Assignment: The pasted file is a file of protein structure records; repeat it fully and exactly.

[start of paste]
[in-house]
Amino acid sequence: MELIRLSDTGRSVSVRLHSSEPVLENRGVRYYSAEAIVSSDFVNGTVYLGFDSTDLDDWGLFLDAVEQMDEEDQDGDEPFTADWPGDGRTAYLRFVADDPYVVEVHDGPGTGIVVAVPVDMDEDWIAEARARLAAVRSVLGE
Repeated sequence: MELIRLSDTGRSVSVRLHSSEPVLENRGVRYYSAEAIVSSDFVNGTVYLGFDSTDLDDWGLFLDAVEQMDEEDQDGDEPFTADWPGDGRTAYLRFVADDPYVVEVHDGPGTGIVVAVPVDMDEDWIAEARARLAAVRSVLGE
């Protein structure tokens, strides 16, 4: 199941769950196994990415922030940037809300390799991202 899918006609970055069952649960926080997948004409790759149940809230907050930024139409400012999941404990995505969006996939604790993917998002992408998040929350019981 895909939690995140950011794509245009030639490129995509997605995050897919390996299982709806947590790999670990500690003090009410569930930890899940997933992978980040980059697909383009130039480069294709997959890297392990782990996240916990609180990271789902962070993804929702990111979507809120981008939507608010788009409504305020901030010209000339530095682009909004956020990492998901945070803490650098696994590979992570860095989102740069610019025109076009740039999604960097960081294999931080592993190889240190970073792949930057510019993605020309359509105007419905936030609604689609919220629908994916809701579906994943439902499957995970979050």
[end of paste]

[in-house]
Amino acid sequence: MELIRLSDTGRSVSVRLHSSEPVLENRGVRYYSAEAIVSSDFVNGTVYLGFDSTDLDDWGLFLDAVEQMDEEDQDGDEPFTADWPGDGRTAYLRFVADDPYVVEVHDGPGTGIVVAVPVDMDEDWIAEARARLAAVRSVLGE
Repeated sequence: MELIRLSDTGRSVSVRLHSSEPVLENRGVRYYSAEAIVSSDFVNGTVYLGFDSTDLDDWGLFLDAVEQMDEEDQDGDEPFTADWPGDGRTAYLRFVADDPYVVEVHDGPGTGIVVAVPVDMDEDWIAEARARLAAVRSVLGE
């Protein structure tokens, strides 16, 4: 199941769950196994990415922030940037809300390799991202 899918006609970055069952649960926080997948004409790759149940809230907050930024139409400012999941404990995505969006996939604790993917998002992408998040929350019981 895909939690995140950011794509245009030639490129995509997605995050897919390996299982709806947590790999670990500690003090009410569930930890899940997933992978980040980059697909383009130039480069294709997959890297392990782990996240916990609180990271789902962070993804929702990111979507809120981008939507608010788009409504305020901030010209000339530095682009909004956020990492998901945070803490650098696994590979992570860095989102740069610019025109076009740039999604960097960081294999931080592993190889240190970073792949930057510019993605020309359509105007419905936030609604689609919220629908994916809701579906994943439902499957995970979050």